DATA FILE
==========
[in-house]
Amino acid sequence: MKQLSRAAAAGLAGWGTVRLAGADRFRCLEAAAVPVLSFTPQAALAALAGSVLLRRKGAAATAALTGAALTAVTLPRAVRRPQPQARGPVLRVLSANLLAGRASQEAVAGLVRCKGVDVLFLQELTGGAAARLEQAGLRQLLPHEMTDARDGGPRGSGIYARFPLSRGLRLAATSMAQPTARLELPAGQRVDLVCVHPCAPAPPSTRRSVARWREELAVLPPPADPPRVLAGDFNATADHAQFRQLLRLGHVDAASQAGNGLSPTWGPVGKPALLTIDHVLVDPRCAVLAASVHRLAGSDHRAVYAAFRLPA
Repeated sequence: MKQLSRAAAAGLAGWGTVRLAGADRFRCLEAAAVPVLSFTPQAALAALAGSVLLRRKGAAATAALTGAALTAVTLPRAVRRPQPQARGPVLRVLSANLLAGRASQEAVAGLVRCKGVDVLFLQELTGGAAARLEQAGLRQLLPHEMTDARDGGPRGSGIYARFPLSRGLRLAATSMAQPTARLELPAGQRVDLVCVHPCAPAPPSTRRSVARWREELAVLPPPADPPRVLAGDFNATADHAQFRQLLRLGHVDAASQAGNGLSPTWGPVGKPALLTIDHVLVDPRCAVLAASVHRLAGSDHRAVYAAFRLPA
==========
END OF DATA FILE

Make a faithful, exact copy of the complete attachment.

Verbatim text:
[in-house]
Amino acid sequence: MKQLSRAAAAGLAGWGTVRLAGADRFRCLEAAAVPVLSFTPQAALAALAGSVLLRRKGAAATAALTGAALTAVTLPRAVRRPQPQARGPVLRVLSANLLAGRASQEAVAGLVRCKGVDVLFLQELTGGAAARLEQAGLRQLLPHEMTDARDGGPRGSGIYARFPLSRGLRLAATSMAQPTARLELPAGQRVDLVCVHPCAPAPPSTRRSVARWREELAVLPPPADPPRVLAGDFNATADHAQFRQLLRLGHVDAASQAGNGLSPTWGPVGKPALLTIDHVLVDPRCAVLAASVHRLAGSDHRAVYAAFRLPA
Repeated sequence: MKQLSRAAAAGLAGWGTVRLAGADRFRCLEAAAVPVLSFTPQAALAALAGSVLLRRKGAAATAALTGAALTAVTLPRAVRRPQPQARGPVLRVLSANLLAGRASQEAVAGLVRCKGVDVLFLQELTGGAAARLEQAGLRQLLPHEMTDARDGGPRGSGIYARFPLSRGLRLAATSMAQPTARLELPAGQRVDLVCVHPCAPAPPSTRRSVARWREELAVLPPPADPPRVLAGDFNATADHAQFRQLLRLGHVDAASQAGNGLSPTWGPVGKPALLTIDHVLVDPRCAVLAASVHRLAGSDHRAVYAAFRLPA